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Book Review

Frog and Toad Together by Arnold Lobel has been reviewed and is part of the “Frog and Toad” series.

Positive Elements

Spiritual Content

Sexual Content

Violent Content

Crude or Profane Language

Drug and Alcohol Content

Other Negative Elements


Pro-social Content

Objectionable Content

Summary Advisory

Plot Summary

Frog and Toad are best friends who spends most days together. In chapter one, Toad makes a list of all the things he plans to do that day. As he accomplishes his tasks, like eating breakfast and getting dressed, he crosses them off the list. When he and Frog take a walk, the list blows out of his hand. Toad is annoyed and frustrated because he can’t remember what he’s supposed to do. As it starts to get dark, Frog notes they should probably be going to sleep. Toad is excited because he remembers that was on his list. The two fall asleep on a rock.

In the next story, Toad admires Frog’s garden. Frog gives his friend some flower seeds, and Toad goes home to plant them. When they don’t grow right away, he yells at them. Frog says the plants are probably afraid to grow because of the yelling. Toad begins to nurture them by setting out candles, reading poems and stories, and playing music for them. The seeds finally start to sprout, and Toad notes that growing things is hard work.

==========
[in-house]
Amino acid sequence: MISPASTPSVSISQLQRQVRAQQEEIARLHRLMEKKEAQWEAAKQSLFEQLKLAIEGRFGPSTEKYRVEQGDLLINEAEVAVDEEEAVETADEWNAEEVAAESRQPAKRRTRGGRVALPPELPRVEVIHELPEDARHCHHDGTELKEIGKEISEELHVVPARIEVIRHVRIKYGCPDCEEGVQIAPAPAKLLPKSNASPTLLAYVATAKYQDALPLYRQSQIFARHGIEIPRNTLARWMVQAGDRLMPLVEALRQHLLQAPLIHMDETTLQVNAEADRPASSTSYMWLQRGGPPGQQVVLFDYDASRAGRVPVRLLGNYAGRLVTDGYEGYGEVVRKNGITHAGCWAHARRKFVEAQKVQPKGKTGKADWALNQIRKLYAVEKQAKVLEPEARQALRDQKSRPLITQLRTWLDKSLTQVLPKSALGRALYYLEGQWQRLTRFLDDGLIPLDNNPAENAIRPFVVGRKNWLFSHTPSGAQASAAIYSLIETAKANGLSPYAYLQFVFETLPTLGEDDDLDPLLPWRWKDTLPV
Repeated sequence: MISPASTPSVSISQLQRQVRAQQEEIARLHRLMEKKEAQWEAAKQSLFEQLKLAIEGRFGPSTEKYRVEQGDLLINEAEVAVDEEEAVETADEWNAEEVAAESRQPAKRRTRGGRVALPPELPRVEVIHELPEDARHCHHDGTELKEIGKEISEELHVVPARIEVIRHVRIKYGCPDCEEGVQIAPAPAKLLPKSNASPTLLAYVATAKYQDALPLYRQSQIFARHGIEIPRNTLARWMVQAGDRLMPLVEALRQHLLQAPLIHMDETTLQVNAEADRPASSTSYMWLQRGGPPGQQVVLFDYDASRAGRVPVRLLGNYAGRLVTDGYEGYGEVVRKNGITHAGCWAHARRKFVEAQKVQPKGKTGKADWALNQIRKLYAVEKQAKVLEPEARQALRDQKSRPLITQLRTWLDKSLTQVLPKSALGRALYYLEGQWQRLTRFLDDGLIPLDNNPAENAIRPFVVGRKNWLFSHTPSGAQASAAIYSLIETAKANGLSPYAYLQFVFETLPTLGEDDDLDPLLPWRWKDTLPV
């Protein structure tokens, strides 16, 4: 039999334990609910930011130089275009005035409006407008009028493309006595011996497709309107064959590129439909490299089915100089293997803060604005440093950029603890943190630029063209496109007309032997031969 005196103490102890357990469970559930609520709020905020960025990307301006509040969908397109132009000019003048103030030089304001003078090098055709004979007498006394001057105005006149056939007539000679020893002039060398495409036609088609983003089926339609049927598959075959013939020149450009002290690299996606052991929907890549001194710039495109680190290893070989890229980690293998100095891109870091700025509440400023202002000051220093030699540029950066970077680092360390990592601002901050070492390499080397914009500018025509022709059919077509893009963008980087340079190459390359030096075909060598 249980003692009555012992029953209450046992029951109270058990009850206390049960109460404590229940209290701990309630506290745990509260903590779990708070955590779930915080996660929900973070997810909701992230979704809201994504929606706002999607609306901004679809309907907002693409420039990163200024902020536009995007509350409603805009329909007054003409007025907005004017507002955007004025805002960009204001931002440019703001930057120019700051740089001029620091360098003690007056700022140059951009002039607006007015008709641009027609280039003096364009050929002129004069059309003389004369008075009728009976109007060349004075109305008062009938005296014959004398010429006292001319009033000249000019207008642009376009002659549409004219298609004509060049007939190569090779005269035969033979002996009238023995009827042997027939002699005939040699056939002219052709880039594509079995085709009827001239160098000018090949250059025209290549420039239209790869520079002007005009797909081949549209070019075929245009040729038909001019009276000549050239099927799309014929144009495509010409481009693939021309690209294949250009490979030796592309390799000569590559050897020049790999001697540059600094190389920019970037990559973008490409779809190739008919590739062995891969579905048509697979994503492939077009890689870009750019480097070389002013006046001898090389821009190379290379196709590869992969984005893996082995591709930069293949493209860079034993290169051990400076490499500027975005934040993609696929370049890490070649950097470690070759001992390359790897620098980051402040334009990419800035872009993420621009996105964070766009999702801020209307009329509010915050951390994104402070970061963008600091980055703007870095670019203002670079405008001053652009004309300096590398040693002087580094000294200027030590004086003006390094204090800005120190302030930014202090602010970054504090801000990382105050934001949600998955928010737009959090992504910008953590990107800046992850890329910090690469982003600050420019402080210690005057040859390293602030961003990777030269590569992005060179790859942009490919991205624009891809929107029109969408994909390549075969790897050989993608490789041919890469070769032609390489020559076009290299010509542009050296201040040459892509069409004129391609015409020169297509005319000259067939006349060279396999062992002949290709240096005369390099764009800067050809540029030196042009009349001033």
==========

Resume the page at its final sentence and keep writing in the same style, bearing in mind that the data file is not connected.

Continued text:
In chapter three, Frog and Toad find themselves eating too many of the cookies Toad baked. They try to hide the cookies from themselves but then they find them. Finally, they feed the cookies to the birds. Frog praises himself and Toad for their willpower, and Toad says he is going home to bake a cake.

After reading a story about brave people fighting dragons, Frog and Toad wonder if they are brave. They climb a mountain and evade a snake. They run from an avalanche and a large hawk. Back at Toad’s house, they praise each other for their bravery, though they are now cowering in closets and hiding under covers.

Toad has a dream in the final chapter. He is standing on a stage in costume with Frog in the audience. Each time Toad performs the perfect song or dance, Frog becomes smaller. When Toad looks out from the stage and can no longer see his friend, he realizes how lonely he is. He discovers fame means nothing without Frog at his side. When he wakes up, he’s happy to see his friend in the room, waiting for him.

Christian Beliefs


Other Belief Systems


Authority Roles






Discussion Topics

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Additional Comments/Notes

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Book reviews cover the content, themes and worldviews of fiction books, not their literary merit, and equip parents to decide whether a book is appropriate for their children. The inclusion of a book's review does not constitute an endorsement by Focus on the Family.

Episode Reviews



Readability Age Range

5 to 9


Arnold Lobel






Record Label



I Can Read Books, a trademark of HarperCollins Publishers Inc.


On Video

Year Published



Newbery Medal, 1973; and others


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